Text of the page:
BALTIMORE (WJZ)– Baltimore’s Inner Harbor is ringed with concrete, and that’s help make for poor water quality.
Alex DeMetrick reports now developers want to try something different, scaling up a small experiment into a floating green zone.READ MORE: Police: Woman Shot In The Leg In South Baltimore
Two years ago, a modest experiment went into the Inner Harbor–little islands of floating vegetation, the kind found in wetlands.
“It’s a demonstration. We want to see how they work, what effect they have,” said Laurie Schwartz, Waterfront Partnership.
“Unfortunately, it’s too small a project to really evaluate the benefits of it,” said Dr. Steven Berlin, Baltimore Marine Center.
So the Baltimore Marine Center is thinking big, proposing to take an acre and a half of water zoned for 80 additional boat slips, and turning it into a much larger floating wetland to help clean the water.
“It is estimated that somewhere between 70,000 and 80,000 pounds of debris or pollutants in the water will be eaten by the plant life that we would put in here,” Berlin said.READ MORE: Group Of Parents Protest School Mask Mandate Outside Of County Council Meeting In Harford County
It’s no secret the harbor needs all the help it can get. Every time it rains, what’s on the land washes into the water.
Trash is the most obvious pollutant, but nutrients like nitrogen feed algae blooms.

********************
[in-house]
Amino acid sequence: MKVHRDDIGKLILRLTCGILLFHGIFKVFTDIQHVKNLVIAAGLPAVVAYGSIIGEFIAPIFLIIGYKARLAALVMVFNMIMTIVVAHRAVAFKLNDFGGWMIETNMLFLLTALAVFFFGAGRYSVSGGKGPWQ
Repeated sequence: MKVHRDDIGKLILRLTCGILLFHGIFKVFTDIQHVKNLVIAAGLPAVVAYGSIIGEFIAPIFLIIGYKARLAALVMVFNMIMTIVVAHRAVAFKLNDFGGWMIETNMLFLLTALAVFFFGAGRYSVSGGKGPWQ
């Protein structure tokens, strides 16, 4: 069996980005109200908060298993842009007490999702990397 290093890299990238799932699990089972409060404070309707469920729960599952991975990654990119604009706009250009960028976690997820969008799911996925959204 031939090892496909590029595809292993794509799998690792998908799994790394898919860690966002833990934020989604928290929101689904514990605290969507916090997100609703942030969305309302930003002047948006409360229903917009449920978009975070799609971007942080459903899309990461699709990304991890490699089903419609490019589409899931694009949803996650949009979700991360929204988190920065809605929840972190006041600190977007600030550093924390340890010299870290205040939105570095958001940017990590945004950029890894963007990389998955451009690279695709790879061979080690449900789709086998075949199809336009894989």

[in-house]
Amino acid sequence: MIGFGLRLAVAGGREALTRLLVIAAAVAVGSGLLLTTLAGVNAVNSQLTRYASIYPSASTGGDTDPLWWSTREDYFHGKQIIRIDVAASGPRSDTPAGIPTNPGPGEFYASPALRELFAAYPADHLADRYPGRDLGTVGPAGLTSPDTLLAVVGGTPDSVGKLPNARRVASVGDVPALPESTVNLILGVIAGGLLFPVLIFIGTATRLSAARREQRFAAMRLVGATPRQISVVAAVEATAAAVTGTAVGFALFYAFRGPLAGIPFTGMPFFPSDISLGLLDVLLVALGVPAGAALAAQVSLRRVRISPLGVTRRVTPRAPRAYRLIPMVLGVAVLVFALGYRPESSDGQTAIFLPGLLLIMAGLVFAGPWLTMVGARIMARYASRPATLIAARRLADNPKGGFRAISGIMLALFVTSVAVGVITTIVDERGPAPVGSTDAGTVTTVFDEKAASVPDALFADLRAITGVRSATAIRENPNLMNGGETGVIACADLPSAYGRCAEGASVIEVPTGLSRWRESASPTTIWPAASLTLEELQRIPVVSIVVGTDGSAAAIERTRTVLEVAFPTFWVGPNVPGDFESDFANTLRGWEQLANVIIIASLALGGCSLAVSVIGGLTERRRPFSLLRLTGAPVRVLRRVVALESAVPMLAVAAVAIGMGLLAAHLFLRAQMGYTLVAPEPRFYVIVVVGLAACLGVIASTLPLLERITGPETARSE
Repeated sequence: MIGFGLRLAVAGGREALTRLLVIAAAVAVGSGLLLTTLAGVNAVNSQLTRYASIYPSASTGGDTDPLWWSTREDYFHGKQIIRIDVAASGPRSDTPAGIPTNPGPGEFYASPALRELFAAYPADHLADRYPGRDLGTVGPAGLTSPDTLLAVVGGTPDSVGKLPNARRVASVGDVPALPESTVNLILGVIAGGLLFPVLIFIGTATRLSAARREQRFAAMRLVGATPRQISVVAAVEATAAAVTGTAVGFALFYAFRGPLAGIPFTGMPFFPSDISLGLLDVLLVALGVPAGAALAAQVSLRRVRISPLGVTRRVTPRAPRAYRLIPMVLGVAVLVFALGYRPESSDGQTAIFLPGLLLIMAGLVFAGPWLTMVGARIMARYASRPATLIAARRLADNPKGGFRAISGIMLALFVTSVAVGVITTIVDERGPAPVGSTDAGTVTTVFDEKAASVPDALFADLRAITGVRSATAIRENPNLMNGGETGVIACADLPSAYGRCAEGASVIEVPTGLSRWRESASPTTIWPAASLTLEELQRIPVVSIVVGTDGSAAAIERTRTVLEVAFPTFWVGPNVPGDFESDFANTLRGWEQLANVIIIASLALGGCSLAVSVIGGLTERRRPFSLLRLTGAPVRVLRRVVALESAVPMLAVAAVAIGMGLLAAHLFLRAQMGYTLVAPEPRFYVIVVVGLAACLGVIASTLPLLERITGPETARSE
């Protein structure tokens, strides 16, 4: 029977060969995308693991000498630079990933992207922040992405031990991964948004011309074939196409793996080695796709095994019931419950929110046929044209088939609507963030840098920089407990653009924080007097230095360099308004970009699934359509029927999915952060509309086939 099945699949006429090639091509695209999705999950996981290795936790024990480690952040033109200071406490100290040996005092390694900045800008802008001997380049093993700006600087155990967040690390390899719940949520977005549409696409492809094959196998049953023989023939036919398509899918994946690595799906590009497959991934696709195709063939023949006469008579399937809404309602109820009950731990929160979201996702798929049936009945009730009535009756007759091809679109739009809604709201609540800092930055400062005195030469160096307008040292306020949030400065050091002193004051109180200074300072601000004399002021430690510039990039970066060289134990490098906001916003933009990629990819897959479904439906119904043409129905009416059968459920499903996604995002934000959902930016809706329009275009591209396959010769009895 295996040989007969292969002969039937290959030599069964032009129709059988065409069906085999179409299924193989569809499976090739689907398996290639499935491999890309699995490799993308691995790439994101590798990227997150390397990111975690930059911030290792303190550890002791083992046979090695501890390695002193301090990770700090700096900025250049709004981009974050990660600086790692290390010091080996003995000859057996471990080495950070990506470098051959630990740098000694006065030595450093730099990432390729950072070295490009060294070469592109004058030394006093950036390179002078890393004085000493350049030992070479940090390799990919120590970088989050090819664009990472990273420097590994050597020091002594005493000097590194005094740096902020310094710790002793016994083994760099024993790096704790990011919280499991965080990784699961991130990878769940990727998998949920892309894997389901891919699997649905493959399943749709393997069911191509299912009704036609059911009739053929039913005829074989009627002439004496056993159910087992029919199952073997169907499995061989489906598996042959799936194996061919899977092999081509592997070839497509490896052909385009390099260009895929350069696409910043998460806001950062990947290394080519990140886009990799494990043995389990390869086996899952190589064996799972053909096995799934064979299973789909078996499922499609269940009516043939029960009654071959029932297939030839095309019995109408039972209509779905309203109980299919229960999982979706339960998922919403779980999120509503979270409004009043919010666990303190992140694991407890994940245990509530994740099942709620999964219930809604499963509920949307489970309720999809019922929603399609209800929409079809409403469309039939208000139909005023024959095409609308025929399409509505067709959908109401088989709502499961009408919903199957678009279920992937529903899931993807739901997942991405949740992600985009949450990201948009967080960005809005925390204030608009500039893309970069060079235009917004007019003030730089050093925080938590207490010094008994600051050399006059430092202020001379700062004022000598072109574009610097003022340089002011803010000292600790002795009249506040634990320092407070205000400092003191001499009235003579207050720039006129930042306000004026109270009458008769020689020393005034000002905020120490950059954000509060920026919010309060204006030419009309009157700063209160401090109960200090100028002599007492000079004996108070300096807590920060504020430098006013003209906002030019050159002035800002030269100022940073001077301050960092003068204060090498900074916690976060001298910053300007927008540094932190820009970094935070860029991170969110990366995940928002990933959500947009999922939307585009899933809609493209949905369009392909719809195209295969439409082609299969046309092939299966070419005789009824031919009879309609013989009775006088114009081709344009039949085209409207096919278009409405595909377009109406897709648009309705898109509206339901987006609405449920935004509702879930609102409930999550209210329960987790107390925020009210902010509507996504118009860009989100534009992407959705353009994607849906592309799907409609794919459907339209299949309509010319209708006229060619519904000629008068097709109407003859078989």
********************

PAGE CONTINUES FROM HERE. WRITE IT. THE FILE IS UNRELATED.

This past summer those blooms killed fish in the harbor, and even turned it a tropical turquoise color.
“It all ties back to the fact that there’s basically a dead zone in the harbor. There’s no oxygen in the water for the fish and the other animals,” said Tina Meyers, Blue Water Baltimore.
While the proposed floating wetland is designed to breathe new life into the water, proponents also see other benefits.
“Not only improve the water, establish a significant tourist attraction,” Berlin said. “And even more than that, develop an educational area” by bringing a bit of the wild back to Baltimore.MORE NEWS: More Than 1,000 Students In Quarantine In Anne Arundel County; County Executive Supports Vaccine Mandate For All Students
The floating wetland project still needs a variety of permits and $6 million to build.